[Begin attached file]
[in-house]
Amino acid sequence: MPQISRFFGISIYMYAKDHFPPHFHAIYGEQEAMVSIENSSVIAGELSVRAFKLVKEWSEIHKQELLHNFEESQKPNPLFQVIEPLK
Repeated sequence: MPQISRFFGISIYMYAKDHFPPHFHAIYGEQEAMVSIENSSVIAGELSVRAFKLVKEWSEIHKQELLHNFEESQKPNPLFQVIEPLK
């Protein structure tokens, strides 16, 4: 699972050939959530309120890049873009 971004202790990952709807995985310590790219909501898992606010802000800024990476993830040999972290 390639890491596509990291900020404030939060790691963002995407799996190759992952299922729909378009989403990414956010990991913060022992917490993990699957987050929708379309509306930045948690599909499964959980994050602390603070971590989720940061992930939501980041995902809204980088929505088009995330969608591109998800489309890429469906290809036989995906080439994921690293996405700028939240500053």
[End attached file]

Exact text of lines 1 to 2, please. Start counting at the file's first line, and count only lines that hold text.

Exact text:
[in-house]
Amino acid sequence: MPQISRFFGISIYMYAKDHFPPHFHAIYGEQEAMVSIENSSVIAGELSVRAFKLVKEWSEIHKQELLHNFEESQKPNPLFQVIEPLK